The late Mama Lek Chaiya aka “Mama Lek” from Chiang Mai was a reputable healer, herbalist, and teacher. Her Thai Massage style is widely known as Nerve Touch or Jap Sen, and increasingly seen in contemporary Thai Massage teaching curricula. Today, her son Jack Chaiya continues teaching in her spirit.
The Jap Sen or Nerve Touch Massage style is a Thai Massage variety defined by “grasping or plucking the Sen Lines.” With Jap Sen, the muscles, tendons, and nerves are grabbed and “rolled over,” which can be done gently or more firm, while during a session deep pressure and acupressure is applied by using the knees, elbows, feet, heels and thumbs.
Ajahn Sintorn Chaichakan
Ajahn Sintorn Chaichakan founded a Thai Massage school and clinic in Chiang Mai in 1962, which later became known as the now famous Thai Massage School Shivagakomarpaj & Old Medicine Hospital. Ajahn Sintorn passed away in 2005.
Ajahn Sintorn first studied Traditional Thai Medicine at the Wat Pho temple in Bangkok in the late 1950s. After his studies he stayed on as a teacher at the Wat Pho Medical School for four more years. He was a key figure in starting the Thai Massage program from Wat Pho.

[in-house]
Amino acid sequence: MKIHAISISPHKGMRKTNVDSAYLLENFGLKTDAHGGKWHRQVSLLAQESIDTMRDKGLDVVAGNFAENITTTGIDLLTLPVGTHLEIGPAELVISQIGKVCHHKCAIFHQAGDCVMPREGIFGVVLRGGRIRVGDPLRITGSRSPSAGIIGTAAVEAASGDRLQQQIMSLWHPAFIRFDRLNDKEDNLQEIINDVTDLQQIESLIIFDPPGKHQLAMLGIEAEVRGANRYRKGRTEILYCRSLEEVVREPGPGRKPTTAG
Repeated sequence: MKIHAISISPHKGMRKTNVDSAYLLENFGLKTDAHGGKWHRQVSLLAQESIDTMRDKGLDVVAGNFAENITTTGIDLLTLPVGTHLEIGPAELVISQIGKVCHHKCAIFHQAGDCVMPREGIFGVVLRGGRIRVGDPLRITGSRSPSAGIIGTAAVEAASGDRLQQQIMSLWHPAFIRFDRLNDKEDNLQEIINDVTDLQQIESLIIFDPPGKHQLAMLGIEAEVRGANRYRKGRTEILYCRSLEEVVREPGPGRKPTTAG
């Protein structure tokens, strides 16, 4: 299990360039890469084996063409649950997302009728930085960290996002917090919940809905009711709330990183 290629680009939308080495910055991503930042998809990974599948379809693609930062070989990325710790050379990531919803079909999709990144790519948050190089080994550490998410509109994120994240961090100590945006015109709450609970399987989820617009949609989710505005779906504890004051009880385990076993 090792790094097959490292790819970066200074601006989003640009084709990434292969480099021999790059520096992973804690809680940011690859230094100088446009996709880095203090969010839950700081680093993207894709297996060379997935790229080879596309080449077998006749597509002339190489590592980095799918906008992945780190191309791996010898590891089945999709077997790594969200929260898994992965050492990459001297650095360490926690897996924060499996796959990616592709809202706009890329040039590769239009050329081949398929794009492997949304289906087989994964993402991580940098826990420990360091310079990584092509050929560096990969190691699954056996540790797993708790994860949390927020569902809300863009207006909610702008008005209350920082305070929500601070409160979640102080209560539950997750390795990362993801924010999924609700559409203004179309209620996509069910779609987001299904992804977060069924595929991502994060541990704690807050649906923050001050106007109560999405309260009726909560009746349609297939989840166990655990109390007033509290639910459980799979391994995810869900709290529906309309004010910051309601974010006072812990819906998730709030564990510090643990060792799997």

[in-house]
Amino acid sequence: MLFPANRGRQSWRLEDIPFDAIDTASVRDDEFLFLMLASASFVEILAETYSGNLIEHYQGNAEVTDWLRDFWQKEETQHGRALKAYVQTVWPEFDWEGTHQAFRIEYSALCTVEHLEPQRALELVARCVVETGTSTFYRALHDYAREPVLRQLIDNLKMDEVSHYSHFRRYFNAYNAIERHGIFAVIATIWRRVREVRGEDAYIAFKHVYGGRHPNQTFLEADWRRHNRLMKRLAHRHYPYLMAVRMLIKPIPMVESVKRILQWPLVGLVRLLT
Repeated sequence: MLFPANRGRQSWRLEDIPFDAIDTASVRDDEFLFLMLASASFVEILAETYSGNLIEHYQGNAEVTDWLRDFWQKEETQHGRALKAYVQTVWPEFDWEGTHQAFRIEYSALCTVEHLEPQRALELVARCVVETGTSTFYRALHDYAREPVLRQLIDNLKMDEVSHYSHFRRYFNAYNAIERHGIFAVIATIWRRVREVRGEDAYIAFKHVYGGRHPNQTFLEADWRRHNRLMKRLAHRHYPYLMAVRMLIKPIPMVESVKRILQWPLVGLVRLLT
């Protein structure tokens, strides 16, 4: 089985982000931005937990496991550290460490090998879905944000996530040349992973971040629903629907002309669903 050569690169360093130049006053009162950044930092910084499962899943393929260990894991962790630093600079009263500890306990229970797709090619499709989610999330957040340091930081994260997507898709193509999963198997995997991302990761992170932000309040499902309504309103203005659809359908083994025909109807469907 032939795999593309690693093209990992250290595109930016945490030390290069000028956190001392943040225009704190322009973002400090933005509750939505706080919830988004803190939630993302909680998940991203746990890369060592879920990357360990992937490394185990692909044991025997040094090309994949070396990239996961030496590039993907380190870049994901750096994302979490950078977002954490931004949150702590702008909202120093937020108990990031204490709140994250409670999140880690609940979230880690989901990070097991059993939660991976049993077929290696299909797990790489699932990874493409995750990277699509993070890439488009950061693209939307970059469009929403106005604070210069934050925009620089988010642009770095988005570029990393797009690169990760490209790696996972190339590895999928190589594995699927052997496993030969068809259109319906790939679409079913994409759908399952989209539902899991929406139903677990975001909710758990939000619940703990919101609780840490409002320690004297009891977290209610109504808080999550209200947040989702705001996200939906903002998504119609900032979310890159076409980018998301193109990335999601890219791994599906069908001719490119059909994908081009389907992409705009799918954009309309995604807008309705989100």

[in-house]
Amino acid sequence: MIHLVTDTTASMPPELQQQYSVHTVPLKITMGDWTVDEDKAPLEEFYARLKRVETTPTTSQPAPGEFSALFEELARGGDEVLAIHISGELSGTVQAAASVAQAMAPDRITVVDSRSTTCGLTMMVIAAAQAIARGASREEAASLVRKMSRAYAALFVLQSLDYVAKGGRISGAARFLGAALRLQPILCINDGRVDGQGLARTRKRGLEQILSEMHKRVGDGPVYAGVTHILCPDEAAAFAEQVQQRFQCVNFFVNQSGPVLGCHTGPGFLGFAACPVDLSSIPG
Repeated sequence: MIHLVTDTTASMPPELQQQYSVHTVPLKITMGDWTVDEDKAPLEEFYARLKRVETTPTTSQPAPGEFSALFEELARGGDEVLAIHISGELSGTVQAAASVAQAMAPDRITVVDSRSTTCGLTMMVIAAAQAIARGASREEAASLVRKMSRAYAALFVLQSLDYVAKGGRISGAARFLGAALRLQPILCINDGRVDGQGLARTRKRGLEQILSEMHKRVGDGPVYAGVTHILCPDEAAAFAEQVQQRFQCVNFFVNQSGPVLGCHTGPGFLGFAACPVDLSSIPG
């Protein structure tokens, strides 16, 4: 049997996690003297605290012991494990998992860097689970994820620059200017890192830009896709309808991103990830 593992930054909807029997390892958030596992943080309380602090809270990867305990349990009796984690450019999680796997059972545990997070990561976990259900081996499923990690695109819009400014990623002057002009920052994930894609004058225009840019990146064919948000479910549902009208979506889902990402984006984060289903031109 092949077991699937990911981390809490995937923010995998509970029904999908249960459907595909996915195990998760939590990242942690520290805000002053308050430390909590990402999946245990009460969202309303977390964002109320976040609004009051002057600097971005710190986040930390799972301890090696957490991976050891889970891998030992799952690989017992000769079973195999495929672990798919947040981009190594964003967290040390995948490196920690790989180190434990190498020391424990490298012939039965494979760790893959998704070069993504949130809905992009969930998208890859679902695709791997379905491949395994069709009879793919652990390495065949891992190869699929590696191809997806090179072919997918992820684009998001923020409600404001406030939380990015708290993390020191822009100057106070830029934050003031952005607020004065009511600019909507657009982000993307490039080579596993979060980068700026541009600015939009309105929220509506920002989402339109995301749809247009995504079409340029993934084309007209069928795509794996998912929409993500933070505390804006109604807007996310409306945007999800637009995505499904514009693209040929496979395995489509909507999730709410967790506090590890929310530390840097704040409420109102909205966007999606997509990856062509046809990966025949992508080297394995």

Returning to Chiang Mai in 1962, he adapted his practice of massage and herbal medicine to include aspects of northern Thai culture. He also focused on local herbal knowledge, integrating treatments that were not part of the Wat Pho tradition.
Ajahn Pisit Benjamongkonwaree
Master Pisit Benjamongkonwaree was a well-known massage therapist and teacher in Thai Massage. He advised the Thai government on Thai Massage and was the Technical Director of the Thai Massage Revival Project in the period 1985 to 1987.
Ajahn Pisit passed away in 2012. He had been teaching the blind in Bangkok, Thailand, for many years as from 1978. Still alive, his training center was perhaps the most famous one after the Wat Po Medical Massage School.
Ajahn Chaiyuth Priyasith
Master Chaiyuth Priyasith is widely recognized as an important Thai Traditional Massage teacher of the 20th century. His spirit, style, and knowledge influenced quite a number of contemporary Thai Massage teachers.
Chaiyuth was born in 1943 and he passed away in 2004 in Chiang Mai. Chaiyuth’s style and understanding were undeniably focused on spiritual and energy work, very fluid, and full of movement.